The reforms in the transport sector are concomitant to the revolution envisage in the maritime industry. This is due to the fact that there is a nexus between a vibrant and efficient port system and good road network. Goods for export need to be taken to the seaports, airports and land borders efficiently. Prompt carriage of goods by land, air and water is paramount to good business. This will be a mirage if there are no good road networks. This is also applicable to goods imported into the country. Port users, especially importers and freight forwarders, need good roads to ensure that their consignments get to their destinations as scheduled. The present poor state of port access roads across the country need to be addressed. The incoming government of Buhari needs to give it immediate attention. Already, the Director General of the Bureau of Public Enterprises (BPE), Mr. Benjamin Ezra Dikki, has added his voice to the need to have transport reforms.
While arguing that the recent transmission of the eight reform bills by the Federal Executive Council (FEC) to the Na tional Assembly, he expressed hope that the bills would be passed within this legis lative year. He noted that the transport sector was another area that has huge potential for the Nigerian economy.
According to the BPE boss, when the reform bills are passed into law, they would open up investments in road transport, inland waterways and railways. Presently Nigeria has 193,000 kilometres of federal roads, which would be broken into concession lots. When these bills are passed, the roads will be concessioned and their maintenance done by concessionaires as against the present practice of depending on the annual fed eral budget.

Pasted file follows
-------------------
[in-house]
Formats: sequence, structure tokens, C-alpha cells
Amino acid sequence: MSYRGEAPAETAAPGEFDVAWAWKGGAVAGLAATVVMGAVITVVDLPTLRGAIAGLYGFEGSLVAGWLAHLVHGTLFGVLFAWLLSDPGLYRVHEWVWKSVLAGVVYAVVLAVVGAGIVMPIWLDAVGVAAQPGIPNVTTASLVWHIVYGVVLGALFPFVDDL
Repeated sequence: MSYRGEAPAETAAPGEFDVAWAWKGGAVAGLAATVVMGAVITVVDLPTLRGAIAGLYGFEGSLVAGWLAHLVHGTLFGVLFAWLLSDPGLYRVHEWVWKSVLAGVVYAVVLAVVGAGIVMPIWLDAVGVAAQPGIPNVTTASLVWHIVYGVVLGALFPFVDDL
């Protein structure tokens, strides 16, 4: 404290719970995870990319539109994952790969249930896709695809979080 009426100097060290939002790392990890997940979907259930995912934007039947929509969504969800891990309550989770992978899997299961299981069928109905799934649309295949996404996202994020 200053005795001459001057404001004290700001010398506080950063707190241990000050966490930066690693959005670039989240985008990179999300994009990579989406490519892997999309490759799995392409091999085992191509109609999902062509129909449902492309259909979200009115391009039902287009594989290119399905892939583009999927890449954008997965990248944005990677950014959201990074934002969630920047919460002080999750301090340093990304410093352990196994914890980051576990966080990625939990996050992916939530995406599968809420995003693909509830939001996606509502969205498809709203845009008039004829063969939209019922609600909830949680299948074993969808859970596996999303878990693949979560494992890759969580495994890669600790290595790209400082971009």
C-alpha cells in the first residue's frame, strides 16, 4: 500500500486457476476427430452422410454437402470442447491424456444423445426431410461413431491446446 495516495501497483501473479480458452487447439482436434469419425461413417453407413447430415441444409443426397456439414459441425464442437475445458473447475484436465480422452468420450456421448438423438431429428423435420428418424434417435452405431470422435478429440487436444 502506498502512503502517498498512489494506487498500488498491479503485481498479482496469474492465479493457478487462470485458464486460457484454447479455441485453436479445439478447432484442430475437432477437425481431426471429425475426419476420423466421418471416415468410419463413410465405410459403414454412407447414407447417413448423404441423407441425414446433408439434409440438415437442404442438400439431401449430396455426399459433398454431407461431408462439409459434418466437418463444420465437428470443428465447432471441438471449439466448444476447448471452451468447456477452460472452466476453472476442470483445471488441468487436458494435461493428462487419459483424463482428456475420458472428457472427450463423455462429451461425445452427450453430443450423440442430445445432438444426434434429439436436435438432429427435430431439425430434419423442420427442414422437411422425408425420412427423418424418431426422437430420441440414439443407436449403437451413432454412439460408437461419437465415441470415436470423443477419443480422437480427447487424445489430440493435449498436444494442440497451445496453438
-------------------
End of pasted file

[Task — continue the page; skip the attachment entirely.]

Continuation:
He noted that an inefficient trans port delivery system in the country at present adds to cost of doing business in Nigeria.
“When these bills are passed, there will be massive investments in the sector. Now that the bills are with the National Assembly, I believe they would be passed before the tenure of the seventh National Assembly expires in June 2015. I appeal to investors to take advan tage of the opportunity and come forward to invest in the sector”, Dikki said.
He added that all the re forms carried out by BPE such as in tele communications, power and pensions have been remarkable and have impacted positively on the Nigerian economy.
“Recall that before the reforms in telecommunications, Nigeria had 450,000 fixed lines but at present there are 135 million GSM lines. An investment of about $235 billion is planned by investors to keep pace with the evolving technology in the sector. For pension reform, life has now become easier for pensioners in Nigeria. About N4 trillion pension funds enable banks to give long-term loans. For power, Nigerians are experiencing stable power supply while the generation companies have so far invested N200- N300 billion to upgrade in frastructure”, Dikki said.
Another ill that is plaguing the maritime industry is the absence of a master plan or blue print for its sustainable development irrespective of who is in the saddle at any given time. In some cases, where there is a clear roadmap, laid out policies and programmes outlined to attain set goals and objectives often suffer poor implementation or outright neglect. The incoming government of Buhari should come out with a blue print for all sectors of the economy that will enhance the living standard of Nigerians, ensure acceleration of reforms in the oil and gas industry in order to attract more investments in both the upstream and downstream segments of the sector. Stakeholders who spoke to THISDAY also enjoined the retired general to wage what they called “sustainable war” on corruption in all facets of the economy.
President, Lagos Chamber of Commerce and Industry, LCCI, Alhaji Remi Bello said: “The incoming government should ensure acceleration of reforms in the oil and gas sector in order to attract more private investments in both the upstream and downstream segments of the sector. The chamber urges the incoming administration to address the fundamentals of the high cost of doing business and low productivity. Ensure a level playing field for all investors across all sectors with regard to import tariffs, funding opportunities, tax incentives.”